The picture is painted in a fierce and eye-catching manner; the colours vibrant and applied in big strokes, giving the work a deliberately childish and chaotic quality. The conspicuous expanses of colour render the painting flat and without illusionistic depth which adds to the naïve impression.
The crude brushstrokes and the simple, large objects result in a mixture between a child's drawing and an expressive painting that seeks a violent and extroverted expression.
The outcome is a painting that is akin to children's spontaneous and energetic play. The naïve expression of the depicted objects is a playful addition to the solemn and adult medium that oil painting otherwise is considered.
OF THINGS GREAT AND SMALL – MOSTLY SMALL
The point of departure for Impossible Note is Tal R's own, utterly ordinary world. He characterises himself as a suburban kid who is often telling banal and simple stories with inspiration drawn from his immediate world: comics, graffiti, sport, etc.
Impossible Note could be a kind of documentation of the artist's own room or the prototype of a confused, dirty, messy teenager room. A room that most mothers know only too well when they have asked their lazy sons to clean up for the fourth time and the result remains the same. The story is not long and complicated but rather a moment of recollection with narrative dimensions.
A MISHMASH OF PAINTING
Impossible Note reveals its genesis in its style of painting. Tal R works with multiple layers which he paints over again and again and thus bringing out the subject. He conjures up a poetic pictorial universe that combines typically expressive painterly qualities with narratives and various associations.
One should not necessarily consider the expressive brushstrokes an update on Expressionism in which the visible brushstrokes were regarded as manifestations of the artist's personality. In Tal R's work they are principally just a style of painting. He accumulates, in his paintings, different impressions in a collage-like idiom, mixing them in various styles and contexts.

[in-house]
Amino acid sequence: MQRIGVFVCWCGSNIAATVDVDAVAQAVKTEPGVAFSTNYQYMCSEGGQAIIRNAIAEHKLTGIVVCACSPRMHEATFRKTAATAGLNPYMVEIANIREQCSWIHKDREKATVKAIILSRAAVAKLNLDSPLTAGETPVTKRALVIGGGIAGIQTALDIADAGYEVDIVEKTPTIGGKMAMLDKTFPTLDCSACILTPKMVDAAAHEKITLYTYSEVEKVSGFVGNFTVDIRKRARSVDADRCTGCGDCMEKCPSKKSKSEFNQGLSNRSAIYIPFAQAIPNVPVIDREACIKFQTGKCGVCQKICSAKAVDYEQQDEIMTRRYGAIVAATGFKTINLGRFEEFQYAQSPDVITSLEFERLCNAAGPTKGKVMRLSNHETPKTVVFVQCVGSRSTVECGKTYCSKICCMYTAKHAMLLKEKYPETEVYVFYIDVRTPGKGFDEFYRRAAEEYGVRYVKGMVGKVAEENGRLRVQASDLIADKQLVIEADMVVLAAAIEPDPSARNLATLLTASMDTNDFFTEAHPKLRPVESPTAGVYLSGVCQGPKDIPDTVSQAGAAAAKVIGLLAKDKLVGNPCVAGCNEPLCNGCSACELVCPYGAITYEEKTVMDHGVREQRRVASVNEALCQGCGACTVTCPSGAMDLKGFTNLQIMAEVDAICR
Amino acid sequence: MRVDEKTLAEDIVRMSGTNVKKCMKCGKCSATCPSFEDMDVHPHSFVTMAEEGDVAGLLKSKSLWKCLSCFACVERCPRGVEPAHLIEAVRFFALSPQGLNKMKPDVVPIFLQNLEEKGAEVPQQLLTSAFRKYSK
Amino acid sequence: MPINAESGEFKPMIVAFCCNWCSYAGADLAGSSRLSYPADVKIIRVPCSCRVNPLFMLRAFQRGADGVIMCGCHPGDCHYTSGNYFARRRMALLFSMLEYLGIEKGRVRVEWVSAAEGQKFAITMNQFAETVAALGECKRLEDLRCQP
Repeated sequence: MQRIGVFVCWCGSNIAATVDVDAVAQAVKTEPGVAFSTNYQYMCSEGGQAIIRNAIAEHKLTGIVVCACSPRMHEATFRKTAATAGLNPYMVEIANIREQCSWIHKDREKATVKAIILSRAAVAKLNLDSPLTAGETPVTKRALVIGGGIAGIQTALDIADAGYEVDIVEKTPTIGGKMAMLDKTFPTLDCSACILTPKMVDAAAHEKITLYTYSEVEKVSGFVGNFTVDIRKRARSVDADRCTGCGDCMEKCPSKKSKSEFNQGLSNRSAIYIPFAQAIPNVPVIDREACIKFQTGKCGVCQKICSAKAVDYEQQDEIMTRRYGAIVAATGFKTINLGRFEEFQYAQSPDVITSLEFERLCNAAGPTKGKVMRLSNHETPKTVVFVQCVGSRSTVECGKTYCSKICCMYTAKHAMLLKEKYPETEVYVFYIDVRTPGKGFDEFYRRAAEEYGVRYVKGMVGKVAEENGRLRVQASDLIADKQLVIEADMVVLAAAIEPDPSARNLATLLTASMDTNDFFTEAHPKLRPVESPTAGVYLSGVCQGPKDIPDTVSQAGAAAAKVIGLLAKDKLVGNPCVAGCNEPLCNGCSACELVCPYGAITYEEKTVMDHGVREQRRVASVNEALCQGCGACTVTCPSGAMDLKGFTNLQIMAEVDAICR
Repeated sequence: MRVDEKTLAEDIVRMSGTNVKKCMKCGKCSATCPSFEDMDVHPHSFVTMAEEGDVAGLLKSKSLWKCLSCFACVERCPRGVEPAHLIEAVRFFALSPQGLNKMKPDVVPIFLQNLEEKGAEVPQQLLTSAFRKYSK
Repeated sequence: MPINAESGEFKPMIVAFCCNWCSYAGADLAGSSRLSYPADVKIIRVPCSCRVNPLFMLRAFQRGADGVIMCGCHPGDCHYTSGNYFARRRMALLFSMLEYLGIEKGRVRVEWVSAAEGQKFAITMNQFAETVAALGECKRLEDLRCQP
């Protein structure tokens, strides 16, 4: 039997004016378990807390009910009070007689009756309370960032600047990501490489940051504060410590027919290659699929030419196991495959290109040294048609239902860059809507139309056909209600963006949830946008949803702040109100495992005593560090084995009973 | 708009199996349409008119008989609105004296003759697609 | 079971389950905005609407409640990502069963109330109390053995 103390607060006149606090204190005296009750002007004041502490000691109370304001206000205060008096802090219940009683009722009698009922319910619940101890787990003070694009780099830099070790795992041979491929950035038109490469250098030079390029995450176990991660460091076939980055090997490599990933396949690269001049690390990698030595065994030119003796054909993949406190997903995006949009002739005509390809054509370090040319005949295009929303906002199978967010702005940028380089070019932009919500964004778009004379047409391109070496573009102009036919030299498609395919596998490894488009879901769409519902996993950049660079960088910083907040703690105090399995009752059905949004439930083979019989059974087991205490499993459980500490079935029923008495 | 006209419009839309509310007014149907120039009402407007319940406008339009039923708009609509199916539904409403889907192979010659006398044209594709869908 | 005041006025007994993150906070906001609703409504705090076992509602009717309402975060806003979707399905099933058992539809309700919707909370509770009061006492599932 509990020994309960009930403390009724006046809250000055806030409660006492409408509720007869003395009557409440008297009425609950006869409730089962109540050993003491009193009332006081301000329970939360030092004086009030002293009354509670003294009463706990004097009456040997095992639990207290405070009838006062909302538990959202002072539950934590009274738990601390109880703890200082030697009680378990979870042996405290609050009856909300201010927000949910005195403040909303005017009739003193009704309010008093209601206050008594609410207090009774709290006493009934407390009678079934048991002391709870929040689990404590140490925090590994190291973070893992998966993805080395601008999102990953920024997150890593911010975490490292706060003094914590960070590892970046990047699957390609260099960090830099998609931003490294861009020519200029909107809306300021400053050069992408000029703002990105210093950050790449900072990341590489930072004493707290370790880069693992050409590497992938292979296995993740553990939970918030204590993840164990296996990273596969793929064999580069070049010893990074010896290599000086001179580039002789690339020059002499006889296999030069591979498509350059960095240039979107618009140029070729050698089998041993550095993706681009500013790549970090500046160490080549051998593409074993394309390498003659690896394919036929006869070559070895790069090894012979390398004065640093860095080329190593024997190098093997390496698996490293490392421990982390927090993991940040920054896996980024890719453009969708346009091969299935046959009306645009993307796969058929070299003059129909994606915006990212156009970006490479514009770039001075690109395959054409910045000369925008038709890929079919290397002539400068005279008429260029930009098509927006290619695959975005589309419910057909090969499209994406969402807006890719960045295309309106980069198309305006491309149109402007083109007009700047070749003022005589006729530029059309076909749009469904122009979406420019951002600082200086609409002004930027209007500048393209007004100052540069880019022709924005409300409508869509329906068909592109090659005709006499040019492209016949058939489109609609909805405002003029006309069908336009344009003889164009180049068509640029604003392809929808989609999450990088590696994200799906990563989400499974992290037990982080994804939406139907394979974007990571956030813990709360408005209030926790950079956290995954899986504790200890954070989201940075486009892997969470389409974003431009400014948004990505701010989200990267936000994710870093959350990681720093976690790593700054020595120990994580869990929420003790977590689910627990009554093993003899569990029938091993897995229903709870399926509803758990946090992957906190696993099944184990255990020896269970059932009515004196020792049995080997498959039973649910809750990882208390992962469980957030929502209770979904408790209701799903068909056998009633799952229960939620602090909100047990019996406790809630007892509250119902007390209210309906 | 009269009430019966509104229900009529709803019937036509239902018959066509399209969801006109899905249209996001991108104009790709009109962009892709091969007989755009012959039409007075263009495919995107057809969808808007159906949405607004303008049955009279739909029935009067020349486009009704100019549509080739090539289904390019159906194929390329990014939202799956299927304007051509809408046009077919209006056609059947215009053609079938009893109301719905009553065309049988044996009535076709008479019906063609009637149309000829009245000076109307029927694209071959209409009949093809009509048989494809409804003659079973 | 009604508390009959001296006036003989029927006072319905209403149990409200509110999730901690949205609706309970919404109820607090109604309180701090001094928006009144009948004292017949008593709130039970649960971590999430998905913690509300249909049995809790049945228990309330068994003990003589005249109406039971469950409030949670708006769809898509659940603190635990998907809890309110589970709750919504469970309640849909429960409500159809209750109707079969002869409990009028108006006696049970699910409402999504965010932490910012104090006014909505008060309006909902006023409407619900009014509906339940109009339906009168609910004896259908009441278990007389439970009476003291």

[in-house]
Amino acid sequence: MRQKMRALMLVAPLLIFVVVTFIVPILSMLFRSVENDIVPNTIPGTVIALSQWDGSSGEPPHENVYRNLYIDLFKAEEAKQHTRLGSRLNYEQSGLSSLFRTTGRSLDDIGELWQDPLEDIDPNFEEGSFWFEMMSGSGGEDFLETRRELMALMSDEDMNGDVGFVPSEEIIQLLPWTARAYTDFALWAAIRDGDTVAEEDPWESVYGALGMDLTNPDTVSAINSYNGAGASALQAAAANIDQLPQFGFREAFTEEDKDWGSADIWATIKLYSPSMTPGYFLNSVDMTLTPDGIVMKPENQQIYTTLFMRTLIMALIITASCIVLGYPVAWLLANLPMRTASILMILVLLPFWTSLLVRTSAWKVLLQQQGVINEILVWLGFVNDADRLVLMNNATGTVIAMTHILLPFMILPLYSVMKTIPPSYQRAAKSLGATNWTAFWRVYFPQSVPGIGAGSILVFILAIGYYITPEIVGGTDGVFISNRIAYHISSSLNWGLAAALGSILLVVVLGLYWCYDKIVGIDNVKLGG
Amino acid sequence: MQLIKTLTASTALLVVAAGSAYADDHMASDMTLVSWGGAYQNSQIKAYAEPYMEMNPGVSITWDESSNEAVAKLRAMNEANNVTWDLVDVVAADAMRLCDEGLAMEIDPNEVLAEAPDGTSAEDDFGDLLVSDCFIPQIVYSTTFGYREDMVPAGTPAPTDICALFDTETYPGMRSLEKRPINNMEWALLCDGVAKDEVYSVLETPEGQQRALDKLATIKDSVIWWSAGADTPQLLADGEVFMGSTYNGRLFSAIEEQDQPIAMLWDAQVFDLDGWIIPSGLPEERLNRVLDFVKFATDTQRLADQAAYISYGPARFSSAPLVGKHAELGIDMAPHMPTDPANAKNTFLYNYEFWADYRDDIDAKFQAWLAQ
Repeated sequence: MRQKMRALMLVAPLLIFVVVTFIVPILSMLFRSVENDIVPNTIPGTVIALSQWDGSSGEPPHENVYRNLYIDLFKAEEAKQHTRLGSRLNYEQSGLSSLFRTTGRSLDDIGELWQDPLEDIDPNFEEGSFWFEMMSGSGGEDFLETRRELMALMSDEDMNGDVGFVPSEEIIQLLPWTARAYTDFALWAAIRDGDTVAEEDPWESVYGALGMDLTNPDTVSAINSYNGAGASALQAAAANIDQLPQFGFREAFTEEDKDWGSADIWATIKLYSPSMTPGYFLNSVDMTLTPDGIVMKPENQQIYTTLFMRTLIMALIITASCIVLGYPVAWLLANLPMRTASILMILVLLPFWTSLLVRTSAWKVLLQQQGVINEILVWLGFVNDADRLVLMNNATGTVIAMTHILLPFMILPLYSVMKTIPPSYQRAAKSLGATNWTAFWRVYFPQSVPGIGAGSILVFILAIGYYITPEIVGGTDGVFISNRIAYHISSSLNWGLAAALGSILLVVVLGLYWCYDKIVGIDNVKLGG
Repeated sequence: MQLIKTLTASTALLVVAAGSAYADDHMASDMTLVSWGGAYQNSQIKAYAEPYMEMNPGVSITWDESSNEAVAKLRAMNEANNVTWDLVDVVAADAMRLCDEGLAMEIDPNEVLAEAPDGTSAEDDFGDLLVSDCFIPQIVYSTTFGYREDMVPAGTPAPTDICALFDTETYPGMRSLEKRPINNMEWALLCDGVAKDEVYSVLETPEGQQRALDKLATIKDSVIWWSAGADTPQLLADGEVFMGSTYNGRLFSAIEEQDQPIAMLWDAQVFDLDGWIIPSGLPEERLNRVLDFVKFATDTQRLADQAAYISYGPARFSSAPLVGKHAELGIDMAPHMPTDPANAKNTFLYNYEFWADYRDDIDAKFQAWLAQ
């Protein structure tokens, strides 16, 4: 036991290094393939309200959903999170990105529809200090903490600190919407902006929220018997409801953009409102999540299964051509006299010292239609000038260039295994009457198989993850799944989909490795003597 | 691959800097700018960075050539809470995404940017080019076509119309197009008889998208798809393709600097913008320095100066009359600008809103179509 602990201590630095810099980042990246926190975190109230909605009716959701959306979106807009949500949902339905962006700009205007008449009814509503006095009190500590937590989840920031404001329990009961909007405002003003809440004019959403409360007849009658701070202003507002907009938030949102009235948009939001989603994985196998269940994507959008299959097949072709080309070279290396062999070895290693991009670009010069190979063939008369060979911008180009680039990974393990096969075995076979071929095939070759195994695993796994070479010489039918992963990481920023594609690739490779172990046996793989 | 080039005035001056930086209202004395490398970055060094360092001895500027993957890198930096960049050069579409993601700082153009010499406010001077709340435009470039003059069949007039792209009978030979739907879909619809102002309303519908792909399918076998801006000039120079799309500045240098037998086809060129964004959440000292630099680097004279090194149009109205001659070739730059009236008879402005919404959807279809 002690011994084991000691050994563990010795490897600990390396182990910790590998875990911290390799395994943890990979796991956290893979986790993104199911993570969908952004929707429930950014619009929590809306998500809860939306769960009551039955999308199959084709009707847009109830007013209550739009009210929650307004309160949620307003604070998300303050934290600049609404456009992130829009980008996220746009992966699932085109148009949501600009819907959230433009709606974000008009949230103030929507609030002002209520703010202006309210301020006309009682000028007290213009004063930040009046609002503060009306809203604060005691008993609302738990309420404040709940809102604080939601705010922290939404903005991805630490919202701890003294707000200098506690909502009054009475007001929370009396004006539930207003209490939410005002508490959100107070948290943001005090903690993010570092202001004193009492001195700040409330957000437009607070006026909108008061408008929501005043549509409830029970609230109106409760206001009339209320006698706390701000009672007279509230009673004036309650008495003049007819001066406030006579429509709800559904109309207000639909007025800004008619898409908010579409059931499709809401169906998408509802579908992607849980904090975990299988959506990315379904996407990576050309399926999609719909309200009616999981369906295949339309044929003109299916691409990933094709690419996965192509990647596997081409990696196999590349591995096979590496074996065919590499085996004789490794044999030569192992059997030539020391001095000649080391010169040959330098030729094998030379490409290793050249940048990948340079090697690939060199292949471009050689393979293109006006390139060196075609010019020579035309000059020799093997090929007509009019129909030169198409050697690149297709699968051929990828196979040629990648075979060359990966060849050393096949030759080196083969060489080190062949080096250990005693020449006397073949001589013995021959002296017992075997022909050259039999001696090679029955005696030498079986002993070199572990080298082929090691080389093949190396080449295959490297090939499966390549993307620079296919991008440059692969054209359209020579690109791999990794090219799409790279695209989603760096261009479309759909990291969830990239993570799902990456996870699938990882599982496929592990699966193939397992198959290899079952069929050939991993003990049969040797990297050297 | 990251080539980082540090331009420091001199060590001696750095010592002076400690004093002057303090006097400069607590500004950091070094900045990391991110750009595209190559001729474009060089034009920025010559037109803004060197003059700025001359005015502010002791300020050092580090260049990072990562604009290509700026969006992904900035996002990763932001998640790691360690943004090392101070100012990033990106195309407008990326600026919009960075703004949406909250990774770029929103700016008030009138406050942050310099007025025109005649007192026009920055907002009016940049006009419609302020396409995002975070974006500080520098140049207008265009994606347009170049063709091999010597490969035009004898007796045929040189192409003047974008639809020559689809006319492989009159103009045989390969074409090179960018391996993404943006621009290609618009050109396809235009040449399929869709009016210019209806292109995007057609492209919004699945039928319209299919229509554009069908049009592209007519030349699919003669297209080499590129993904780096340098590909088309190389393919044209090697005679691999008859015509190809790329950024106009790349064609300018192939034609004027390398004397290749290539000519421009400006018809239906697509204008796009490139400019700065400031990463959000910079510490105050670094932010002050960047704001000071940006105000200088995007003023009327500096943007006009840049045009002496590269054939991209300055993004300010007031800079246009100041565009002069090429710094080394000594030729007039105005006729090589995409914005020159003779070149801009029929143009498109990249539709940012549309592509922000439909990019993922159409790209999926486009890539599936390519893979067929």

He derives his subjects from an eclectic range of sources, including music, youth culture, comics and the recent, expressive art history, such as Asger Jorn and Per Kirkeby.
Tal R's art in general
ARKEN's Collection contains a number of Tal R paintings from the late 1990s as well as a large black wall filled with drawings and photographs. His paintings from this period are often based on the artist's day-to-day life, telling personal stories from it. The paintings are unconventional and spontaneous and brimming with vibrant energy and association upon association.
THE PAINTER AS DJ
Tal R paints readily understandable narratives, sampling miscellaneous contexts without making the stories overly complex or intellectual. The content of the pictures frequently rests quite literally on a solid foundation, as is the case with the work Blocked Door.
The top and bottom of the painting provide the frame for the story taking place at the centre of the picture while also informing of Tal R's modus operandi. Typically the bottom is wider and wilder than the upper bar which Tal R utilises to finish the painting. The bottom, however, functions as the foundation of the story and the picture emerging from the chaos of colours, blots and conspicuous brushstrokes. The subjects in the middle can include anything from messy rooms to car races and landscapes.
Tal R belongs to the group of artists who graduated from the Royal Danish Academy of Fine Arts in the 1990s. Common to this generation of painters is a focus on expressive and painterly qualities which they combine with personal and sometimes banal stories.
The painting of the 1990s starkly contrasts the so-called Wild painting that characterised the 1980s in Denmark. This style found the artists in a consciously expressionist style concerned with intellectual and theoretical discussions, as opposed to the 'small' and intimate stories of the 1990s generation.
INSPIRED BY GARBAGE
Tal R's paintings spring from stories, a figure or an object that he allows to develop and transform into a more complicated expression. He uses the idea of a visual dustbin as an inexhaustible source of inspiration.
Physically the dustbin is placed in the painting's lower half where it enters the painting, populating it with a multitude of colours and shapes. There is no hierarchy to Tal R's art; everything can be and is shown, no subject is too pedestrian, too revealing or too banal.
His unpretentious approach to art characterises his work which is chaotic, humorous and full of movement. After many artists wrote off the medium, he has added new energy and possibilities to painting in terms of both expression and content.
Painting is not the only medium used by Tal R – he also uses photography, drawings, mobiles and total installations. Graffiti, children's drawings and cartoons form the basis for his paintings, the expression of which is an extension of the CoBrA movement and the humorous Fluxus happenings of the 1960s.